Unnamed

Photo of this volcano
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  • Country
  • Volcanic Region
  • Primary Volcano Type
  • Last Known Eruption
  • 52.92°N
  • 158.52°E

  • 450 m
    1476 ft

  • 300085
  • Latitude
  • Longitude

  • Summit
    Elevation

  • Volcano
    Number

The Global Volcanism Program has no activity reports for Unnamed.

The Global Volcanism Program has no Weekly Reports available for Unnamed.

The Global Volcanism Program has no Bulletin Reports available for Unnamed.

A group of four small basaltic shield volcanoes and cinder cones of late-Pleistocene to Holocene age is located along a 20-km-long NW-SE-trending line along the south side of Avacha Bay (Luchitsky, 1974). One of the volcanoes forms a narrow peninsula extending NW into Avacha Bay NW of the town of Tar'ya, another lies south of Avacha Bay, and the SE-most of these volcanoes lies near the Pacific coast opposite Sarannay Bay. A linear group of small dacitic-to-rhyolitic lava domes of Pleistocene age lies along a NE-SW trend near the shore of the bay.

The Global Volcanism Program is not aware of any Holocene eruptions from Unnamed. If this volcano has had large eruptions (VEI >= 4) prior to 10,000 years ago, information might be found on the Unnamed page in the LaMEVE (Large Magnitude Explosive Volcanic Eruptions) database, a part of the Volcano Global Risk Identification and Analysis Project (VOGRIPA).

The Global Volcanism Program has no synonyms or subfeatures listed for Unnamed.

Avacha Bay fills the center of this Space Shuttle image with north to the upper left; the city of Petropavlovsk-Kamchatskiy lies at the NE end of the bay. A group of four small basaltic shield volcanoes and cinder cones is located along a 20-km-long NW-SE-trending line along the south side of the bay. The northernmost of these volcanoes occupies the narrow peninsula extending toward the lower left into Avacha Bay. The SE-most of these volcanoes lies near the Pacific coast opposite Sarannay Bay (lower right).

NASA Space Shuttle image ISS004-E-11705, 2002 (http://eol.jsc.nasa.gov/).

The following references have all been used during the compilation of data for this volcano, it is not a comprehensive bibliography. Discussion of another volcano or eruption (sometimes far from the one that is the subject of the manuscript) may produce a citation that is not at all apparent from the title.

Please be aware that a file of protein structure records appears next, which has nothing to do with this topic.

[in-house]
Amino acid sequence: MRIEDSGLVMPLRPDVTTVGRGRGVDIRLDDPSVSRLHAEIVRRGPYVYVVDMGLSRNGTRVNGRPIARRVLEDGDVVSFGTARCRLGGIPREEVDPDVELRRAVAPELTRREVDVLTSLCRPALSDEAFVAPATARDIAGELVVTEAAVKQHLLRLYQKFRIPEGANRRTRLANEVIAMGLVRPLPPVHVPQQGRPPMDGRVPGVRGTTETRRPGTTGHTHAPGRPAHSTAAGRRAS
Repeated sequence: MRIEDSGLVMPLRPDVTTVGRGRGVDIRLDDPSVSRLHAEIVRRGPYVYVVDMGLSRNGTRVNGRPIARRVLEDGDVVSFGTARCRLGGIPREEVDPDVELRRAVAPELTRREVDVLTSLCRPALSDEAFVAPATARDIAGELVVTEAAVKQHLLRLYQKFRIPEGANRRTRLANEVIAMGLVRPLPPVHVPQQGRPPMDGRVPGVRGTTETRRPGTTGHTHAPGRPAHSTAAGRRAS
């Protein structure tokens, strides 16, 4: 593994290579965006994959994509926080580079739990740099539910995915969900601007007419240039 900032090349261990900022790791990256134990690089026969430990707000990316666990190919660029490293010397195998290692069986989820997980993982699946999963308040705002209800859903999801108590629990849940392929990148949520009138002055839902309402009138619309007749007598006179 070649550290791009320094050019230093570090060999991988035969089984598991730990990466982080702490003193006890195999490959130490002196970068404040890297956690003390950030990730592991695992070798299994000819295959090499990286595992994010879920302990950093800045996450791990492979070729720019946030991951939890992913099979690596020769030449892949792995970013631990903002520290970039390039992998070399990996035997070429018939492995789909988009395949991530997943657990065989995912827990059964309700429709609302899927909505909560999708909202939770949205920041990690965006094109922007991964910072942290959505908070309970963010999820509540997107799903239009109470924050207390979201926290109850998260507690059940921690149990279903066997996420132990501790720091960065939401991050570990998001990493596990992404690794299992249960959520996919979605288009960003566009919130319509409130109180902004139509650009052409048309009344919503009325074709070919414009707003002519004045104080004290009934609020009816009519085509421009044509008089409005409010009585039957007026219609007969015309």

Erlich E N, 1985. . (pers. comm.).

Luchitsky I V (ed), 1974. History of the Development of Relief of Siberia and the Far East. Kamchatka, Kurile and Komander Islands. Moscow: Nauka Pub, 439 p (in Russian).

Volcano Types

Shield(s)
Cinder cone(s)
Lava dome(s)

Tectonic Setting

Subduction zone
Continental crust (> 25 km)

Rock Types

Major
Basalt / Picro-Basalt
Dacite
Rhyolite

Population

Within 5 km
Within 10 km
Within 30 km
Within 100 km
77
33,646
226,244
263,747

Affiliated Databases

Large Eruptions of Unnamed Information about large Quaternary eruptions (VEI >= 4) is cataloged in the Large Magnitude Explosive Volcanic Eruptions (LaMEVE) database of the Volcano Global Risk Identification and Analysis Project (VOGRIPA).
WOVOdat WOVOdat is a database of volcanic unrest; instrumentally and visually recorded changes in seismicity, ground deformation, gas emission, and other parameters from their normal baselines. It is sponsored by the World Organization of Volcano Observatories (WOVO) and presently hosted at the Earth Observatory of Singapore.
EarthChem EarthChem develops and maintains databases, software, and services that support the preservation, discovery, access and analysis of geochemical data, and facilitate their integration with the broad array of other available earth science parameters. EarthChem is operated by a joint team of disciplinary scientists, data scientists, data managers and information technology developers who are part of the NSF-funded data facility Integrated Earth Data Applications (IEDA). IEDA is a collaborative effort of EarthChem and the Marine Geoscience Data System (MGDS).
Smithsonian Collections Search the Smithsonian's NMNH Department of Mineral Sciences collections database. Go to the "Search Rocks and Ores" tab and use the Volcano Name drop-down to find samples.